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Foreseeability and Mitigation of Pecuniary Losses

It is alleged that I failed mitigate my business losses and that they were not foreseeable. What does this mean?

The recent case of Singh v. Soper (2016 BCSC 1748), involved a plaintiff who sought damages for lost business income arising not from his physical injuries, but rather as a result of losing an essential piece of equipment in a motor vehicle collision.  In this case the plaintiff was rear-ended by a fellow truck driver who admitted full liability for the collision. At the time of the collision the plaintiff was leasing the truck from a third party, who required the plaintiff to pay a $40,000 non-refundable deposit at the outset of the lease. Immediately following the collision, the truck was towed to a storage yard where it accumulated over $1,300 in storage charges as it awaited ICBC’s assessment for over two months. With storage charges accruing, the plaintiff decided to cancel the insurance on the truck in order to save costs, however, as per the terms of the truck’s lease, cancelling the insurance required the plaintiff to return the truck to the facilities of the third party leasor. Upon the return of the truck, the third party agreed to terminate the remainder of the lease, leaving the plaintiff without the means to continue his trucking business and no reimbursement of his $40,000 deposit.  As a result, the plaintiff sued the defendant for the $40,000 deposit, the storage charges, and damages in respect of business losses until age 70. In opposition, the defence argued that the lost deposit was too remote and unforeseeable. Further, the defence argued that the plaintiff was precluded from making a claim for lost business income due to his failure to mitigate. Upon hearing the case, Maisonville J., decided that the plaintiff’s claims concerning the non-refundable deposit were reasonably foreseeable, awarding the plaintiff compensation for the lost $40,000 deposit. However, the judge was not as readily prepared to award damages for business losses due to the plaintiff’s failure to establish that the losses could not have been mitigated and that they stemmed from his inability to drive a truck. Below are the judge’s comments regarding the foreseeability of the plaintiff damages, and his failure to mitigate his business losses:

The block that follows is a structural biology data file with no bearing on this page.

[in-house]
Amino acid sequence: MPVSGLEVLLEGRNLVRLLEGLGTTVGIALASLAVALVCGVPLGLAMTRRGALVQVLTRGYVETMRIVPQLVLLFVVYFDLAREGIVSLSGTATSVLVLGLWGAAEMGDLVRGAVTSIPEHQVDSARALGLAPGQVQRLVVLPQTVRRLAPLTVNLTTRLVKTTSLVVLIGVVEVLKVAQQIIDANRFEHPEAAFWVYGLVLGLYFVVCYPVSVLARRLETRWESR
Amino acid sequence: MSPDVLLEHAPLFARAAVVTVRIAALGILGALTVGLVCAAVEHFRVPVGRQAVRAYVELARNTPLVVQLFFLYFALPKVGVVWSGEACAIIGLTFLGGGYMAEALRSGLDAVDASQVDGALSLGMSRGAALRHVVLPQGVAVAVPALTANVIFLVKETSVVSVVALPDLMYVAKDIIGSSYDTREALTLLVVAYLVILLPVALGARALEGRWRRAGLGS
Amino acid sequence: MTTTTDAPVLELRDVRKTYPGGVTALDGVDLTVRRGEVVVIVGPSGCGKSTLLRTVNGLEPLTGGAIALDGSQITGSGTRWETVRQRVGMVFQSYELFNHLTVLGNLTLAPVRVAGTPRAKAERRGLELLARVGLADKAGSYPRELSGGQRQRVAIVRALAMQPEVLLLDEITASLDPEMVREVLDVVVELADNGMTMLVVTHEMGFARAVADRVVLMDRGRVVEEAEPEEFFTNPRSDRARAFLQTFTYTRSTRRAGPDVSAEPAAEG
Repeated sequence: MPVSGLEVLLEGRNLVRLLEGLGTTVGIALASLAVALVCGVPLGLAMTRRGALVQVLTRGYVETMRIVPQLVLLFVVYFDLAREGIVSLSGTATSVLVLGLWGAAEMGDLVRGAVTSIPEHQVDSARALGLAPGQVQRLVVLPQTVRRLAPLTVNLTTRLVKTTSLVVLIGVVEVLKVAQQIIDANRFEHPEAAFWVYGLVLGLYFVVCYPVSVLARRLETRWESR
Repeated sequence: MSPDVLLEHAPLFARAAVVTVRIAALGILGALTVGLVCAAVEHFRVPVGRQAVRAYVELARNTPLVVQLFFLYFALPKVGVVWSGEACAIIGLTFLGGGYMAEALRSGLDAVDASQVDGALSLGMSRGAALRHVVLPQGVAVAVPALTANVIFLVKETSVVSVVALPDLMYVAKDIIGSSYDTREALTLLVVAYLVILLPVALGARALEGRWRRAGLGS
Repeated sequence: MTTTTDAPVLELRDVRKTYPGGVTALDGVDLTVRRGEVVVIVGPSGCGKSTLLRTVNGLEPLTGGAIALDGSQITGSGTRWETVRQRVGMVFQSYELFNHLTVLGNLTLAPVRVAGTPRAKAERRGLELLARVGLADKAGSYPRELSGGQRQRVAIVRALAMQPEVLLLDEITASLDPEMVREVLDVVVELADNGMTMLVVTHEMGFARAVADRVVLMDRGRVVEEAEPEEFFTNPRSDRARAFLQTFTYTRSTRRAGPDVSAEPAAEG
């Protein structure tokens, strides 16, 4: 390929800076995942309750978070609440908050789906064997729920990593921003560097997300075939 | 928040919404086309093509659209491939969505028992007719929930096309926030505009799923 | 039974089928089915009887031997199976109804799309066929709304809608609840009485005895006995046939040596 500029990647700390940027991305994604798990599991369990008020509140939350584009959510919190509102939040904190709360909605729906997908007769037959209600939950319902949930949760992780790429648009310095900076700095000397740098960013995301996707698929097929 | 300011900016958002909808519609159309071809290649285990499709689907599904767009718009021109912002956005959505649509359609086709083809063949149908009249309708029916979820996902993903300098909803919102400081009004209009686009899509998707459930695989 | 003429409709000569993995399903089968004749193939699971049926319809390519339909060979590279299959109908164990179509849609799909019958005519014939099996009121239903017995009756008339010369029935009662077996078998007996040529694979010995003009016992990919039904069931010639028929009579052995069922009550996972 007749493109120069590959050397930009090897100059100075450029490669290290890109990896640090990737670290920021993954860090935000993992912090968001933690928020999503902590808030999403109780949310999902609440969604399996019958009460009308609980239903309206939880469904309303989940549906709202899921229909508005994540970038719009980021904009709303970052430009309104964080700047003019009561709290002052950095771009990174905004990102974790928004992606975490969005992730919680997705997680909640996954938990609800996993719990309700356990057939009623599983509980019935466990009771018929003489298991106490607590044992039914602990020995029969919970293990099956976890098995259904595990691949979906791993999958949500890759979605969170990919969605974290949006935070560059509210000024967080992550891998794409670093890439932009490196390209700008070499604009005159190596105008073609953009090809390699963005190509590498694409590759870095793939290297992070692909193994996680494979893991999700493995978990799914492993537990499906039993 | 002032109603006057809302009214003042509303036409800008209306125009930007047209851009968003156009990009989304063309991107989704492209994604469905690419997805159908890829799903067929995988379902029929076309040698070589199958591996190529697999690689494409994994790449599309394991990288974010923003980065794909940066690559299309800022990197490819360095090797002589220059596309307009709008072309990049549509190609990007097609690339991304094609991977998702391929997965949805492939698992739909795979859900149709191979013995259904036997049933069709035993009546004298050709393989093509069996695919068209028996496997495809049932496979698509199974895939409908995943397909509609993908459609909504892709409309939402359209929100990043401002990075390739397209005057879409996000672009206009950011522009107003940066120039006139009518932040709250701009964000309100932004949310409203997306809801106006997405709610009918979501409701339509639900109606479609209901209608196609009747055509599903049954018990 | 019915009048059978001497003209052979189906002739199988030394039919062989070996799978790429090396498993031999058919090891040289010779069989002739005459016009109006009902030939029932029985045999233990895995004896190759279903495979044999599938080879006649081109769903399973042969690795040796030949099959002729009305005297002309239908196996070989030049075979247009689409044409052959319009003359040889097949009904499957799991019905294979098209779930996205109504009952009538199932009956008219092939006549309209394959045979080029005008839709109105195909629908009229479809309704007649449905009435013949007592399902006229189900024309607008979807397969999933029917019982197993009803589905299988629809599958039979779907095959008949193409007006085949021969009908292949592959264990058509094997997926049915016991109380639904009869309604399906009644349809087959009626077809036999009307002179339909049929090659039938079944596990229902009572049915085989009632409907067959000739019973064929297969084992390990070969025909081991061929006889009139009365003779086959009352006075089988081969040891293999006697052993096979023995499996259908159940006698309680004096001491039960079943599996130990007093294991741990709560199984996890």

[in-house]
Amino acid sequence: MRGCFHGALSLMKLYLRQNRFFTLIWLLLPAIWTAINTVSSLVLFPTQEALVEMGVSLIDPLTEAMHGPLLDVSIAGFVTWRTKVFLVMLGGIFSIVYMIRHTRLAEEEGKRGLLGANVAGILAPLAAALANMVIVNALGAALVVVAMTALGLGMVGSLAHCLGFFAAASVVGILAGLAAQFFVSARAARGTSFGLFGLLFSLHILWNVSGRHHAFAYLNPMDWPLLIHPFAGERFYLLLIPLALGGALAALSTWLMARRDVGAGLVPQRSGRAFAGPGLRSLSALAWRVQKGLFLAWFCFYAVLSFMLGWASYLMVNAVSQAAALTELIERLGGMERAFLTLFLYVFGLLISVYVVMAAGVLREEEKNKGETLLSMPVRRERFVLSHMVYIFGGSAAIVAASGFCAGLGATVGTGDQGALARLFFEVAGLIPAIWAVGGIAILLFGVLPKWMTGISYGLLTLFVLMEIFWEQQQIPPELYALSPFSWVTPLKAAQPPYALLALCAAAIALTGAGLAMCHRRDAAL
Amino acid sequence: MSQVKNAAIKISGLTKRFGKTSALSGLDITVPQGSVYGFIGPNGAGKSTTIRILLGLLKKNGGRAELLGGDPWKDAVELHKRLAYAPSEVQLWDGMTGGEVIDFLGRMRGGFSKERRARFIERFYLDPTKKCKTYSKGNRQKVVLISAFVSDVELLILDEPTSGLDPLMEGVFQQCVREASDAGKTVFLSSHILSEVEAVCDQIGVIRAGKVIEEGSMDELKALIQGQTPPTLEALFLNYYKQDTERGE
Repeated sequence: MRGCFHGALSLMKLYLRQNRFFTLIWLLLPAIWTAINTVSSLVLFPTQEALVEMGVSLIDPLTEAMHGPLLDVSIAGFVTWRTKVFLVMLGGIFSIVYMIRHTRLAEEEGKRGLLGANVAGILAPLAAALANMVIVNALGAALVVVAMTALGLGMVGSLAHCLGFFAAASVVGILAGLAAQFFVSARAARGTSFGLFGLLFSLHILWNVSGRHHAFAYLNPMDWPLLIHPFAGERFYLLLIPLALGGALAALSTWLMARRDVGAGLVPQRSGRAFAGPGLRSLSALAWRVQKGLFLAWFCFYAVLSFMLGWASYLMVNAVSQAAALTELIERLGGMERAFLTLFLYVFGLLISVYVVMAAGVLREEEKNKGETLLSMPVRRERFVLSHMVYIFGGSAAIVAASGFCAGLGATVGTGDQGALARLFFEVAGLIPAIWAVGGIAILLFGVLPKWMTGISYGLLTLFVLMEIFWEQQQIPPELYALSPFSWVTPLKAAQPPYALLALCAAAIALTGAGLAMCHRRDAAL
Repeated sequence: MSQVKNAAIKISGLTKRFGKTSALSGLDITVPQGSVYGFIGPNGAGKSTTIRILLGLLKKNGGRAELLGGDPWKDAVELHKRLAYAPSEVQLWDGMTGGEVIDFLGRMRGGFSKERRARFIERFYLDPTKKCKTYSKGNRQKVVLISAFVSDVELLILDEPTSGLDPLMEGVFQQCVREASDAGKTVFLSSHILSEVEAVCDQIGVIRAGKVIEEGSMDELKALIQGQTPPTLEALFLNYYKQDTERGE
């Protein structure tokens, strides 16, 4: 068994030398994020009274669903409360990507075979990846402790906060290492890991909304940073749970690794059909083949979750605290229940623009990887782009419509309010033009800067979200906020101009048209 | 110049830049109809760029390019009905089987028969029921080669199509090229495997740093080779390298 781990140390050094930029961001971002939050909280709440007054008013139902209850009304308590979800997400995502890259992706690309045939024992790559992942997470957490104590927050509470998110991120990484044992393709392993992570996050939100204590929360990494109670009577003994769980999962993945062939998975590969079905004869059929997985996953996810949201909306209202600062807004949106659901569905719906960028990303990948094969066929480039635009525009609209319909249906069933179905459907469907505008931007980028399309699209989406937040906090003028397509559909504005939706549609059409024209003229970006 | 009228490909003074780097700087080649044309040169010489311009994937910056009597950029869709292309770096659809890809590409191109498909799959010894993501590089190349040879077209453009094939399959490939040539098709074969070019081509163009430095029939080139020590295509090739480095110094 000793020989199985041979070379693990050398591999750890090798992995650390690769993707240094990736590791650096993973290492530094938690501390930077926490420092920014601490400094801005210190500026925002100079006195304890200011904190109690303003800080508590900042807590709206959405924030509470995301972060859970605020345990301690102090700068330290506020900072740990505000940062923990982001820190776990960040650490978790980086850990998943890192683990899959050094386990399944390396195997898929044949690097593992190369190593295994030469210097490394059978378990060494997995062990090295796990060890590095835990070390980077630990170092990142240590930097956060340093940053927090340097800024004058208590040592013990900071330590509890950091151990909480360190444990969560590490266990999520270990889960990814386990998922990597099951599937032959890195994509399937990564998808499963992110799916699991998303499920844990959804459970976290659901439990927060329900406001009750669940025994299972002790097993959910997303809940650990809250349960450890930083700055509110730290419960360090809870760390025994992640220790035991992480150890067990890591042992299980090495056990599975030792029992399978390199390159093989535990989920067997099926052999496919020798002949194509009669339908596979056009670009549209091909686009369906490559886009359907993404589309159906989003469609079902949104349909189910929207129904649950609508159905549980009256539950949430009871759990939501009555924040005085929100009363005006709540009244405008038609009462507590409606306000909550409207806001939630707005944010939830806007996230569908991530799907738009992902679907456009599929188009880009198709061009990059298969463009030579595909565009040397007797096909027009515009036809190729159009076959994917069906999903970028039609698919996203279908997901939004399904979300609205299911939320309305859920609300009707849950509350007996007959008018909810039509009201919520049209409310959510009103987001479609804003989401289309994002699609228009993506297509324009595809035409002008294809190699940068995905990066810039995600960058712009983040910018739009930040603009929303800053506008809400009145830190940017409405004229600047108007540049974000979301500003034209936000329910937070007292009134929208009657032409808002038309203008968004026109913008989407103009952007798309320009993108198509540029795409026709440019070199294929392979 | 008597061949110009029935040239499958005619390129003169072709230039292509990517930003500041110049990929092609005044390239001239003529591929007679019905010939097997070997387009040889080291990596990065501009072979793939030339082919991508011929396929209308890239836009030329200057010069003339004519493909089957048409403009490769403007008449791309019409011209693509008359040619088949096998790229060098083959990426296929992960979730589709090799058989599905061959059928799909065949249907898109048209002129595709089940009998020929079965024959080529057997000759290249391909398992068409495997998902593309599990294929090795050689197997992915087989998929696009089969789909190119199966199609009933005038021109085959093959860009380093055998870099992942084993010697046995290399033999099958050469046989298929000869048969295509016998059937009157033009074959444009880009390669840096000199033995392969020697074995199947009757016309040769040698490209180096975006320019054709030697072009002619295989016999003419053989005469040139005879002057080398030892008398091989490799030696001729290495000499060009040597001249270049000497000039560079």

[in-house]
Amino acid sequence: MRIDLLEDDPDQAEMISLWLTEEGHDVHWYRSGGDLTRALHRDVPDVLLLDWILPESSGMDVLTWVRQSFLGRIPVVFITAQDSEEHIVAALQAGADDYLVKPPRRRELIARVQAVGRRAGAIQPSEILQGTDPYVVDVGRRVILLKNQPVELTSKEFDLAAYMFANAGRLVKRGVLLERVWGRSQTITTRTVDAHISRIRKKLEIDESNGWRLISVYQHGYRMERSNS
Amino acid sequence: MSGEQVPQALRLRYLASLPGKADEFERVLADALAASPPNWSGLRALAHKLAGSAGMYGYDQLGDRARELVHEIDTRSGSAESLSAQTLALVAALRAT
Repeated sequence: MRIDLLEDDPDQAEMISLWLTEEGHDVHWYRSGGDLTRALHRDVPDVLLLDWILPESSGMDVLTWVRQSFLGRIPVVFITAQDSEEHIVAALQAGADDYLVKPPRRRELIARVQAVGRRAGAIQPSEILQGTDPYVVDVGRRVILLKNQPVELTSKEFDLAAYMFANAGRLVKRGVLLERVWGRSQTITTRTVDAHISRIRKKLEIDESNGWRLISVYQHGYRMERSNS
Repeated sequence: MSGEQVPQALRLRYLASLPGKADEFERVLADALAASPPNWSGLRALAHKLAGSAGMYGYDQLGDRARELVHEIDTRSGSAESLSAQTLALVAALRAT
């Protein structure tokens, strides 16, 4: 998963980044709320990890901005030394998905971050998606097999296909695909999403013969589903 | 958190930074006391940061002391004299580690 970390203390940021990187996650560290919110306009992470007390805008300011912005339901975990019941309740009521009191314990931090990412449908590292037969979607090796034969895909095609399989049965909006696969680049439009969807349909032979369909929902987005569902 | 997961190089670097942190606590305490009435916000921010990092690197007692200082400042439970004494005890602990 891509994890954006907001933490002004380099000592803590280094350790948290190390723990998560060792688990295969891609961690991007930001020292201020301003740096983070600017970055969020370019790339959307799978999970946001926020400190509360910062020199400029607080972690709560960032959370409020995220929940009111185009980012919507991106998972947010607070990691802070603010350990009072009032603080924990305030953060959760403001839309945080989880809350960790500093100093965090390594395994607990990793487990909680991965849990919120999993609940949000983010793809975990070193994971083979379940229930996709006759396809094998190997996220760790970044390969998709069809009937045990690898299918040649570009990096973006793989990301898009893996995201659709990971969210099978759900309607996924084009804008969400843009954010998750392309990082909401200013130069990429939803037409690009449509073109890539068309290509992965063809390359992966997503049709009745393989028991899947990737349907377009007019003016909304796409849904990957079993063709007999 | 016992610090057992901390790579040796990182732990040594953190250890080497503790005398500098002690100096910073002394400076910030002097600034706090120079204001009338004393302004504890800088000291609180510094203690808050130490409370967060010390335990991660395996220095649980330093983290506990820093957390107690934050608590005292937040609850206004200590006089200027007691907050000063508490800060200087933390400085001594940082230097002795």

Basic principles of foreseeability

[54]         The issue of business losses engages the core principles regarding reasonable foreseeability and remoteness in the recovery of damages. In order for a plaintiff to recover damages in tort, the damage suffered must be reasonably foreseeable. The Supreme Court of Canada in Mustapha v. Culligan of Canada, 2008 SCC 27, described the inquiry as follows:

[12]      The remoteness inquiry asks whether “the harm [is] too unrelated to the wrongful conduct to hold the defendant fairly liable” (Linden and Feldthusen, at p. 360). Since The Wagon Mound (No. 1), the principle has been that “it is the foresight of the reasonable man which alone can determine responsibility” (Overseas Tankship (U.K.) Ltd. v. Morts Dock& Engineering Co., [1961] A.C. 388 (P.C.), at p. 424).

 [55]         The standard for determining whether the harm was foreseeable asks not whether the harm was “possible”, as clearly, if it has occurred, it is possible.  Rather, the degree of probability required is that of a “real risk”, which would not be brushed aside as far-fetched by a reasonable person: Mustapha, para. 13.

[56]         The plaintiff is not required to establish that the precise injury or even the full extent of the injury was reasonably foreseeable, “only that the type or kind of injury was reasonably foreseeable”: Borgfjord v. Boizard, 2016 BCCA 317 at para. 57, citing Hussack v. Chilliwack School District No. 33, 2011 BCCA 258 at para. 71.

Discussion and Analysis

[65]         I find that the fact that an individual would be driving a leased vehicle and that an accident could result in the termination of the lease and thereby the loss of the deposit paid on that lease is entirely within the realm of possibility and foreseeability.  

[66]         However, I do not find that the plaintiff has proven that his loss is an ongoing loss due to his failure to drive a truck.  In his evidence, he testified that he was available and willing to do so and yet, there is no evidence that he has applied for any such work at all in the past time since the accident.  Nor was any evidence tendered to show that the plaintiff could not have made a further deposit to lease another vehicle, in fact, the plaintiff testified he is having his house renovated at present.  He testified that he would have kept driving.  Further in that regard, while individuals were called as witnesses at trial in an effort to support his claim, none of them testified they were in a position to hire the plaintiff or even to have someone drive the Truck for him.  I do not find the plaintiff efforts to mitigate this business to be at all reasonable.  Nor was anyone called from his key clients say they would have continued to hire him.  Further steps by the plaintiff’s own evidence can and could have occurred to mitigate his loss.  I find the steps he took insufficient to establish that, on a balance of probabilities, he has suffered a business loss.


[69]         In those circumstances, I find that the plaintiff is entitled to the damages in the amount of $40,000 equaling the return of his $40,000 deposit.  I also find that he is entitled to the costs of the towing of the Truck and to the storage at the Unitow towing lot for $1,340.64.  He is also entitled to pre-judgment interest on those amounts.